Missouri v. McNeely

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Missouri v. McNeely
Seal of the United States Supreme Court.svg
Decided April 17, 2013
Full case nameState of Missouri, appellant, v. Tyler Gabriel McNeely, respondent.
Prior historymotion to suppress evidence granted, unreported No. 10CG-CR01849-01 (Cir. Ct. Cape Giradeau Cty., Mo., Div. II, Mar. 3, 2011); case referred to higher court, 2011 WL 2455571 (Mo.App. E.D.); motion affirmed, 358 S.W.3d 65 (Mo. 2012); rehearing denied, unreported (Mo. March 6, 2012); certiorari granted, 567 U.S. ___ (2012)
Holding
The fact that blood-alcohol levels dissipate after drinking ceases, is not a per se exigency pursuant to Schmerber justifying an officer to order a blood test without obtaining a warrant from a neutral judge.
Court membership
Case opinions
MajoritySotomayor, joined by Scalia, Kennedy, Ginsburg, Kagan
ConcurrenceKennedy
Concur/dissentRoberts, Breyer, Alito
DissentThomas
Laws applied
U.S. Const. Amends. IV
 
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Missouri v. McNeely
Seal of the United States Supreme Court.svg
Decided April 17, 2013
Full case nameState of Missouri, appellant, v. Tyler Gabriel McNeely, respondent.
Prior historymotion to suppress evidence granted, unreported No. 10CG-CR01849-01 (Cir. Ct. Cape Giradeau Cty., Mo., Div. II, Mar. 3, 2011); case referred to higher court, 2011 WL 2455571 (Mo.App. E.D.); motion affirmed, 358 S.W.3d 65 (Mo. 2012); rehearing denied, unreported (Mo. March 6, 2012); certiorari granted, 567 U.S. ___ (2012)
Holding
The fact that blood-alcohol levels dissipate after drinking ceases, is not a per se exigency pursuant to Schmerber justifying an officer to order a blood test without obtaining a warrant from a neutral judge.
Court membership
Case opinions
MajoritySotomayor, joined by Scalia, Kennedy, Ginsburg, Kagan
ConcurrenceKennedy
Concur/dissentRoberts, Breyer, Alito
DissentThomas
Laws applied
U.S. Const. Amends. IV

Missouri v. McNeely (2013) was a case decided by United States Supreme Court, on appeal from the Supreme Court of Missouri, regarding exceptions to the Fourth Amendment to the United States Constitution under "exigent circumstances".[1]

Background[edit]

Around 2 a.m. on October 3, 2010, Tyler Gabriel McNeely was stopped by a highway patrolman for overspeeding in Cape Girardeau County, Missouri.[2] McNeely failed several field sobriety tests, and was asked to submit to an alcohol breath test, which he refused.[3] He was then transported to a medical clinic where the clinic staff administered a blood test without the suspect's consent. The test showed McNeely's blood-alcohol levels to be well above the legal limit, and he was charged with driving while intoxicated.

Procedural history[edit]

A trial judge ruled in McNeely's tities favor, stating that administering a blood test without a warrant was a violation of the suspect's Fourth Amendment protection against unreasonable searches and seizures. State prosecutors argued that the administration of the test without a warrant was justified as blood alcohol would be metabolized with time, and a delay in obtaining a warrant would amount to destruction of evidence, citing the "special facts" or "exigent circumstances" exception in the U. S. Supreme court decision Schmerber v. California. A state appeals court agreed with the prosecutors and reversed the trial court decision, but the Missouri Supreme Court reversed again, ruling in favor of McNeely that the administration of the test was not justified.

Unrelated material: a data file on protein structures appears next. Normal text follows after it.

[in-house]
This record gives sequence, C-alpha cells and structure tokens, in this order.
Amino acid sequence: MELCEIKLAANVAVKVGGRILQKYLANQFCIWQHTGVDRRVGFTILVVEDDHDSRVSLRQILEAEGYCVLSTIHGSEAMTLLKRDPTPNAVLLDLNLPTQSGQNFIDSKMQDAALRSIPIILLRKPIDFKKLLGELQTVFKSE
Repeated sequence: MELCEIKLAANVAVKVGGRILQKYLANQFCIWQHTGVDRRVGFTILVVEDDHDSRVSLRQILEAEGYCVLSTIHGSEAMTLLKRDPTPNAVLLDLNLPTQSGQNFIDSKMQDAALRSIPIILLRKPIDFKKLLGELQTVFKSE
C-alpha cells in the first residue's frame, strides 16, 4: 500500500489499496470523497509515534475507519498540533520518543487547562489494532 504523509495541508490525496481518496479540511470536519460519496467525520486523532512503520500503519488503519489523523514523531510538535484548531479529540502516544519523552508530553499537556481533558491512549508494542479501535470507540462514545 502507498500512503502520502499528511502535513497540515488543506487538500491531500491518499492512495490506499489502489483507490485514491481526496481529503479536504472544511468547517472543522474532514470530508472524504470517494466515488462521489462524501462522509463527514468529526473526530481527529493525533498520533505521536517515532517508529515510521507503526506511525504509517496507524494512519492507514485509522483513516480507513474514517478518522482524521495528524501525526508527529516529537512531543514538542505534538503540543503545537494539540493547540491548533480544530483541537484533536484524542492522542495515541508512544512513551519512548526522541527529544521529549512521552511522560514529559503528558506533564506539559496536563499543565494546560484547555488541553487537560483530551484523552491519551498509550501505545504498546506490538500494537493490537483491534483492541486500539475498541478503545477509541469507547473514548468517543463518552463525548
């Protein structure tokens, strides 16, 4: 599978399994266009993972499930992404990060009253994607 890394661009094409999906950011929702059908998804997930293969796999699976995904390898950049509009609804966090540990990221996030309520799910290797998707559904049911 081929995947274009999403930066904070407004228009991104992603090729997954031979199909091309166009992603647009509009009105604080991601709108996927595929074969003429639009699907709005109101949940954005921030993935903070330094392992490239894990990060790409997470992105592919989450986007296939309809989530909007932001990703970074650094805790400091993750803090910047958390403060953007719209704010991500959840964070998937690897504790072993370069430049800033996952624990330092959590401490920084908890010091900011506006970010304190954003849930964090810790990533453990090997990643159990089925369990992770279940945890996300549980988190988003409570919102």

Supreme Court decision[edit]

The United States Supreme Court granted a petition for writ of certiorari on September 25, 2012.[4] A divided Supreme Court affirmed the Missouri Supreme Court, agreeing that an involuntary blood draw is a "search" as that term is used in the Fourth Amendment.[5] As such, a warrant is generally required. However, the Court left open the possibility that the "exigent circumstances" exception to that general requirement might apply in some drunk-driving cases.[6]

References[edit]

  1. ^ Caplan, Lincoln (January 5, 2013). "Is the Driver Drunk?". The New York Times. Retrieved 8 January 2013. 
  2. ^ Mann, Jennifer (September 25, 2012). "U.S. Supreme Court agrees to take up Missouri DWI blood test case". St. Louis Post-Despatch. Retrieved 8 January 2013. 
  3. ^ Ritchie, Warren (September 25, 2012). "Forced blood test for a drunk-driving suspect? Supreme Court to step in.". Christian Science Monitor. Retrieved 8 January 2013. 
  4. ^ "Missouri v. McNeely". SCOTUS Blog. Retrieved 8 January 2013. 
  5. ^ "Missouri v. McNeely" (PDF). Supreme Court. Retrieved 18 April 2013. 
  6. ^ Id. (According the syllabus to the opinion, "When officers in drunk-driving investigations can reasonably obtain a warrant before having a blood sample drawn without significantly undermining the efficacy of the search, the Fourth Amendment mandates that they do so. Circumstances may make obtaining a warrant impractical such that the alcohol's dissipation will support an exigency, but that is a reason to decide each case on its facts....")